A reader tries to recall his worst travel experience:
Let’s see, the 153AM out of Grand Central can be pretty lively, as can the first train in the morning on Sunday. Taking an overnight train in Vietnam was overrated, as it was dirty, uncomfortable, and sized for Vietnamese people. I’ve had my share of cancellations and so on, including get stuck in Denver overnight a few times, but that’s nothing unusual.
My worst experience though, was flying from LA to Chicago when everyone on the plane got food poisoning, which incapacitated the pilots. It forced a fighter pilot turned taxi driver to conquer his fear of flying and save everyone on the plane.
Surely he can’t be serious.
This reader gets real:
It’s about two weeks after 9/11 and I had been saving up for a year to travel through SE Asia to visit a friend who was working for a NGO in [Burma’s capital of] Yangon. Despite the security concerns over terrorism, I had already cleared off time at work, I was broke, and there was NO WAY I was canceling this trip. As expected, there are no “formal” travel restrictions in place, but the airports/border control are making damn sure that it’s really, really hard to travel.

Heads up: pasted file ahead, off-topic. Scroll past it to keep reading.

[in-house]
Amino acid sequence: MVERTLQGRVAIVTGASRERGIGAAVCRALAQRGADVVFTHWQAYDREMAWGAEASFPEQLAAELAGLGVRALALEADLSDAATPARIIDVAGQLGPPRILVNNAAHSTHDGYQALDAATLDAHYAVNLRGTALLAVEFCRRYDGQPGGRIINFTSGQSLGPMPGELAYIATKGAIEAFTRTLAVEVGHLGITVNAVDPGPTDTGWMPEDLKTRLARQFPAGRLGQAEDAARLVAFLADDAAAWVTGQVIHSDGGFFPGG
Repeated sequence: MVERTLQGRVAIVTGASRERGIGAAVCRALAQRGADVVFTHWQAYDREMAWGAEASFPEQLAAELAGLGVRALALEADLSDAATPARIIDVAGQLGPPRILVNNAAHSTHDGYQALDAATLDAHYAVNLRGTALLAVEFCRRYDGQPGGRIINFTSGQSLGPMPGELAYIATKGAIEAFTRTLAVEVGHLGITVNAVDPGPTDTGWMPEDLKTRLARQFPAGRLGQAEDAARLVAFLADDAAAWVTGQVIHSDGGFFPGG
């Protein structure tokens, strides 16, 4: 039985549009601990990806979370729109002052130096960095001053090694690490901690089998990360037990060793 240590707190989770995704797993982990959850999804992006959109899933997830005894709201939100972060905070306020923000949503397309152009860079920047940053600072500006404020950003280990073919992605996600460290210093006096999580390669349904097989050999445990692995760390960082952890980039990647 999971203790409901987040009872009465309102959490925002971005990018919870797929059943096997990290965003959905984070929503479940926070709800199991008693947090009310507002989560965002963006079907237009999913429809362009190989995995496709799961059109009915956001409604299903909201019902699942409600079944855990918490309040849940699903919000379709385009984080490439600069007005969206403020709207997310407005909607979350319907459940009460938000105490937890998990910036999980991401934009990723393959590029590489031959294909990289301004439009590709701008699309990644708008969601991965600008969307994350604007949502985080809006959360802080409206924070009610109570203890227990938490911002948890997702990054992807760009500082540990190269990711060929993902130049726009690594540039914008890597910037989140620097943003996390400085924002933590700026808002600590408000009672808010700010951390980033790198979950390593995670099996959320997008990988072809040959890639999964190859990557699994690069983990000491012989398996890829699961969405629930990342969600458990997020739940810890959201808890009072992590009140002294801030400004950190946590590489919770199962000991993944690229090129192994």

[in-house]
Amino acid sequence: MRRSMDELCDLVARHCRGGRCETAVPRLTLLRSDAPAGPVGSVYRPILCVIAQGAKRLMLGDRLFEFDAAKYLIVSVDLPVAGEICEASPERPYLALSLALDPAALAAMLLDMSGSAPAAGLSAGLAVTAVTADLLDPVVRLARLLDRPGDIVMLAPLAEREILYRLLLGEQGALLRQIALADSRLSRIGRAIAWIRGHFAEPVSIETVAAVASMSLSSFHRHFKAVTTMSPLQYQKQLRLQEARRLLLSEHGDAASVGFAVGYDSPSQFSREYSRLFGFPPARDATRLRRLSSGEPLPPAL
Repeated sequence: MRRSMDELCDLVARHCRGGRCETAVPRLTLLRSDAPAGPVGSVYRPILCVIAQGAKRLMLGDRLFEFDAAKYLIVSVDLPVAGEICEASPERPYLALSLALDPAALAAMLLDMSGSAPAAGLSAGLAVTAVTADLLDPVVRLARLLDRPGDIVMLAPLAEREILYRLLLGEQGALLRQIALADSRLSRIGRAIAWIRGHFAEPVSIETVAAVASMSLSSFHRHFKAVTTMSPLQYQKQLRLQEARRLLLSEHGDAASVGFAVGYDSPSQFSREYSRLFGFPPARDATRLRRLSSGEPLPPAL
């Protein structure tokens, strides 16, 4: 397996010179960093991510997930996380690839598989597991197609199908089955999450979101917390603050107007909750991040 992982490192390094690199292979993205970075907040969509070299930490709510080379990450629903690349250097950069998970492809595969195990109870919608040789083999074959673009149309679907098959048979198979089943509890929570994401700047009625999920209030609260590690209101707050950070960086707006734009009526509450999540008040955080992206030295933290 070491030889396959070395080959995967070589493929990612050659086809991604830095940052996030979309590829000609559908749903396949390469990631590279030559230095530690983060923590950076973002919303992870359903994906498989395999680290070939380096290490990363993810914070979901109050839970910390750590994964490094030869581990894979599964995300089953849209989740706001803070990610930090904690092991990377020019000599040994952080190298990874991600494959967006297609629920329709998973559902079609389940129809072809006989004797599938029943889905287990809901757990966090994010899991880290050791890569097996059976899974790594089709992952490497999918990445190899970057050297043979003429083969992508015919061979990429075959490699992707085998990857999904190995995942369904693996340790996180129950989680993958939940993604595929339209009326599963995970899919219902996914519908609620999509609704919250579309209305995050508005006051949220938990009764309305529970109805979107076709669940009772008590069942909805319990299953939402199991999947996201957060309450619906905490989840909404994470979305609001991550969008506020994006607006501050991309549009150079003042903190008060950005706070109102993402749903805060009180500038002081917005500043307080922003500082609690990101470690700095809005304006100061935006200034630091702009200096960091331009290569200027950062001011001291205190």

Essentially, it’s just a complete cluster and I’m already regretting my decision to save a little cash by flying out of Vancouver, BC instead of Seattle. Not only do I have trouble at the [Canadian border crossing in Blaine, Washington,] because the crappy Sanford & Son bus that picked us up from the sketchy part of downtown was over four hours late, but the (usually affable) Canadian agents are not happy with the quality of passengers on our bus.
Many, many hours later (and a forfeited hotel room I secured for the previous evening), I made my way to the airport because it was too late to try to get a few hours of sleep. Surprisingly, I’m on a great flight to Hong Kong with no issues!